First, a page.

Fueling a considerable amount of speculation, Akie Abe surprised visitors to the memorial to sailors and soldiers who died at Pearl Harbor. Abe is the wife of Japanese Prime Minister Shinzo Abe. At the solemn marble monument marking the wreck of the USS Arizona, Mrs. Abe prayed silently and then recorded the gesture on her Facebook page. Her August 21 visit has raised the question as to whether her husband may follow suit with a similarly unprecedented gesture of solidarity with the victims of a war unleashed by Japan on December 7, 1941.
 
The first lady of Japan stayed for two hours at the USS Arizona Memorial on Oahu Island, bowing and clasping her hands together in prayer. She also laid flower to the memory of the fallen. Mrs. Abe also posted photographs, including one that depicted her shaking hands with a war veteran and Pearl Harbor survivor. Abe visited the site at 7:55 a.m., the exact time that the attack took place in 1941.
 
It was on a clear day on December 7, 1941 that Japanese fighter planes and dive bombers made a similarly surprise visit albeit deadly. In the attack, the USS Arizona was bombed and thereby killed hundreds of American sailors. In the days afterward, the United States declared war on the empire of Japan and soon afterward Germany and Italy followed suit by declaring war on the United States. The remains of hundreds of American sailors are entombed within the wreckage of the Arizona.
 
Yesterday, Chief Cabinet Secretary Yoshihide Suga said Akie Abe acted as a private citizen just before attending a forum on maritime environmental issues. Suga said her visit does not mean that her husband, the Japanese premier, has any plans to also visit the memorial. Suga said, “Her visit there was a personal one, and the government won’t comment on this.”
 
Nevertheless, speculation is rife that Prime Minister Shinzo Abe may indeed visit Pearl Harbor later this year to mark the anniversary of the surprise attack that led to war. The Nikkei financial paper of Japan reported in May that Prime Minister Abe will indeed visit the memorial as a way of reciprocating a similar gesture President Barack Obama made to Hiroshima, where an American plane dropped an atomic bomb in 1945, killing thousands and destroying the city.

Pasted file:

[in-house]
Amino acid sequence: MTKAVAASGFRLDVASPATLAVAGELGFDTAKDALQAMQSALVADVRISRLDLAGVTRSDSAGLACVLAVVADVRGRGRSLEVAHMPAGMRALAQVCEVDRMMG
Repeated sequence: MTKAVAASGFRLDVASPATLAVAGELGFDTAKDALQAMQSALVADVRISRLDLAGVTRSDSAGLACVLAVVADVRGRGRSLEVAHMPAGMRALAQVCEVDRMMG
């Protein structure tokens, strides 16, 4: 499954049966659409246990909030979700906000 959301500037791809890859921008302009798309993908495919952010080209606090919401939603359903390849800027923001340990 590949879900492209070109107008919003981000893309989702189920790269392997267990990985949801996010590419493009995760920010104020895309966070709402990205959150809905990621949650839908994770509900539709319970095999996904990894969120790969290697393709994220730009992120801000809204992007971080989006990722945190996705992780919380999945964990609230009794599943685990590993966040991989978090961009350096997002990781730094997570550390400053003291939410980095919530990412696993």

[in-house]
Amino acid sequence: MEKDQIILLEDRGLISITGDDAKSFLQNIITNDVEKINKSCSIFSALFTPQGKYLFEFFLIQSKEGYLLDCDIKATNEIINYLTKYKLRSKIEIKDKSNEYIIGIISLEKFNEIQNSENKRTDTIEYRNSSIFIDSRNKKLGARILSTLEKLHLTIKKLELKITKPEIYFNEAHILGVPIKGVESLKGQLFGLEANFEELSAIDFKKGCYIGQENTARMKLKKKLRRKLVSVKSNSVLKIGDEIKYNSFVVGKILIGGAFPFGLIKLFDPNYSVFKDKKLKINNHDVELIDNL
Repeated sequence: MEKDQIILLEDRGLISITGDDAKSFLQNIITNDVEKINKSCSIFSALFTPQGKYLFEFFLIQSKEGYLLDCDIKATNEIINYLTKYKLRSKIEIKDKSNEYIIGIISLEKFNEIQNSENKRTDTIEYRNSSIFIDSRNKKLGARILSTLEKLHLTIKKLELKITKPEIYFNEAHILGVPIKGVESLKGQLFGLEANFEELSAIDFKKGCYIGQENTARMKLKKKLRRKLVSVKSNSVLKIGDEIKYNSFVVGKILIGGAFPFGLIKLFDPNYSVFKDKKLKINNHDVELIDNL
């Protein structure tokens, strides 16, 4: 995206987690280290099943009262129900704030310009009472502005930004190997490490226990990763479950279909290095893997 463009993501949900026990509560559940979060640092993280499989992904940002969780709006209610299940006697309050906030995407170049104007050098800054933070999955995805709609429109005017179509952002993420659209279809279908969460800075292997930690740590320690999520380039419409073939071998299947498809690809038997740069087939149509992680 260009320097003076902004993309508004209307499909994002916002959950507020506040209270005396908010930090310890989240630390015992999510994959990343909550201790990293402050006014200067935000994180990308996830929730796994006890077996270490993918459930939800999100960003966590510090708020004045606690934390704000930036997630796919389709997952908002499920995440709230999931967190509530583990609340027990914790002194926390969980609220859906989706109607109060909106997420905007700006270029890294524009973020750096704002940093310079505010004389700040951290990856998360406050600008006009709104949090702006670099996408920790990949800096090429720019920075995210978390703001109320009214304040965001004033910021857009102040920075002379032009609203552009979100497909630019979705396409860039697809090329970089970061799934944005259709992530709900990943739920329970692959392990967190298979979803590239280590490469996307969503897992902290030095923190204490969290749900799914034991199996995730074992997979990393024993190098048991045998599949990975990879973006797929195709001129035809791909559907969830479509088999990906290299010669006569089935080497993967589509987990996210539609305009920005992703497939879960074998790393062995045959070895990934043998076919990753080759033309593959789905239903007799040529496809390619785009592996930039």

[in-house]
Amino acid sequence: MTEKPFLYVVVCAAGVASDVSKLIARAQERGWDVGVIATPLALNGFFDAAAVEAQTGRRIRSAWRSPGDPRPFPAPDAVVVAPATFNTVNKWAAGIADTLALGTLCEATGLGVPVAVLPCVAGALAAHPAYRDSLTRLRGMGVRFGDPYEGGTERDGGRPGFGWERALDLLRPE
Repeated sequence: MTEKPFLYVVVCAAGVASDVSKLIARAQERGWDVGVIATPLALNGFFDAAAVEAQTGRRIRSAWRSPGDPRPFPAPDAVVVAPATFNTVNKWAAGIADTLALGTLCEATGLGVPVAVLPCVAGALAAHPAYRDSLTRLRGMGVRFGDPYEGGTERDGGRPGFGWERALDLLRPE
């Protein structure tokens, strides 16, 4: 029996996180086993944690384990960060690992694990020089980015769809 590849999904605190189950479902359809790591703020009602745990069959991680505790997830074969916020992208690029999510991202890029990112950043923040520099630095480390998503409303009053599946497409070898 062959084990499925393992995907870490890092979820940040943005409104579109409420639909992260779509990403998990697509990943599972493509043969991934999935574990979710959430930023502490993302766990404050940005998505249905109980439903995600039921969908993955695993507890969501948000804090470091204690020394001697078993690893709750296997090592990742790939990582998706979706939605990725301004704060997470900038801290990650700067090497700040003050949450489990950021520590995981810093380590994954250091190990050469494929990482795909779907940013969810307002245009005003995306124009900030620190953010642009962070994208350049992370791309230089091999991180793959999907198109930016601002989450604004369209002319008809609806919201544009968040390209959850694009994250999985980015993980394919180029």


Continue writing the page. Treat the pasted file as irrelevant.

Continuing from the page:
However, even while the Obama White House said this year that such a visit by the prime minister would be welcome, Abe said at a joint press conference in May before the Group of Seven summit that no such plans are in the work. 
 
Akie Abe’s intentions remain hidden. However, when she spoke to the Gendai Ismedia online media outlet, she said she hopes Japan may remain at peace. “I offered my condolences to the victims and gave my prayer of gratitude for the peace that we have enjoyed and to establish the peace going forward,” she said.
 
Akie Abe referred to Obama’s visit and gesture at Hiroshima and said that it provided an opportunity for the world to reflect on the war. “I understand that there are various debates and stances on Pearl Harbor, but I think that we have to pass on the memory to the next generation, transcending the feelings of hate and anger,” she said.
Differences within the Abe household are rife. While Prime Minister Abe is an advocate of nuclear energy, and of a consumption tax, Mrs. Abe is vocally opposed.
 
However, Mrs. Abe has visited the famed Yakusuni shrine last year. It is a monument to more than 2 million people and animals that died in the military service of the various Japanese regimes. More than one thousand of the people commemorated there are considered to be war criminals. Japan has not apologized for its crimes against prisoners of war, for instance, nor for the horrors of the invasion or 'Rape' of Nanking, in which women and girls were serially raped and murdered by Japanese troops in 1939. Revered by adherents of Shinto – Japan’s militaristic national cult – visits by Abe and other politicians to Yakusuni are fiercely condemned by China and South Korea even while it pleases Japanese nationalists.

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Spero News writer Martin Barillas is a former US diplomat, who also worked as a democracy advocate and election observer in Latin America. His first novel 'Shaken Earth', is available at Amazon.

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